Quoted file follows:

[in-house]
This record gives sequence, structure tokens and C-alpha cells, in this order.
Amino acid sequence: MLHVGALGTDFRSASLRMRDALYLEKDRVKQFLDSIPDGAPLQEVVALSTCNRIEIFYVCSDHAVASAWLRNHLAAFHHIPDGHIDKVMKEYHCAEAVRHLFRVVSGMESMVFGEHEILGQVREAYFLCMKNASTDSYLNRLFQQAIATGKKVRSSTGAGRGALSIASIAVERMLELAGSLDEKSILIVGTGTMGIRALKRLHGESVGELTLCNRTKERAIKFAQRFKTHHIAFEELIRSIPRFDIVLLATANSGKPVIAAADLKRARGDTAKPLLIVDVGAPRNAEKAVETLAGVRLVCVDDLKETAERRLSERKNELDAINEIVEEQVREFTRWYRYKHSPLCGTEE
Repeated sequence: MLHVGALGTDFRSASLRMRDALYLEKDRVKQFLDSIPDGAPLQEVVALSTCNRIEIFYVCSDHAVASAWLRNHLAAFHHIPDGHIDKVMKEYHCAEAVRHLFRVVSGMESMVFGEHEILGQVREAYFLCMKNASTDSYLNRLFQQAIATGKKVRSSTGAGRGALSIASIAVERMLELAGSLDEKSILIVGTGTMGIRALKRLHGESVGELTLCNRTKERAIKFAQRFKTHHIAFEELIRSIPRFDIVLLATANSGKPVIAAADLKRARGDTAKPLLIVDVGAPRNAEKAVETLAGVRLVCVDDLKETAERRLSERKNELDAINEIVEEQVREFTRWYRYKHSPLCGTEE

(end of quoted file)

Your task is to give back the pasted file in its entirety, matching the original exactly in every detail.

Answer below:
[in-house]
This record gives sequence, structure tokens and C-alpha cells, in this order.
Amino acid sequence: MLHVGALGTDFRSASLRMRDALYLEKDRVKQFLDSIPDGAPLQEVVALSTCNRIEIFYVCSDHAVASAWLRNHLAAFHHIPDGHIDKVMKEYHCAEAVRHLFRVVSGMESMVFGEHEILGQVREAYFLCMKNASTDSYLNRLFQQAIATGKKVRSSTGAGRGALSIASIAVERMLELAGSLDEKSILIVGTGTMGIRALKRLHGESVGELTLCNRTKERAIKFAQRFKTHHIAFEELIRSIPRFDIVLLATANSGKPVIAAADLKRARGDTAKPLLIVDVGAPRNAEKAVETLAGVRLVCVDDLKETAERRLSERKNELDAINEIVEEQVREFTRWYRYKHSPLCGTEE
Repeated sequence: MLHVGALGTDFRSASLRMRDALYLEKDRVKQFLDSIPDGAPLQEVVALSTCNRIEIFYVCSDHAVASAWLRNHLAAFHHIPDGHIDKVMKEYHCAEAVRHLFRVVSGMESMVFGEHEILGQVREAYFLCMKNASTDSYLNRLFQQAIATGKKVRSSTGAGRGALSIASIAVERMLELAGSLDEKSILIVGTGTMGIRALKRLHGESVGELTLCNRTKERAIKFAQRFKTHHIAFEELIRSIPRFDIVLLATANSGKPVIAAADLKRARGDTAKPLLIVDVGAPRNAEKAVETLAGVRLVCVDDLKETAERRLSERKNELDAINEIVEEQVREFTRWYRYKHSPLCGTEE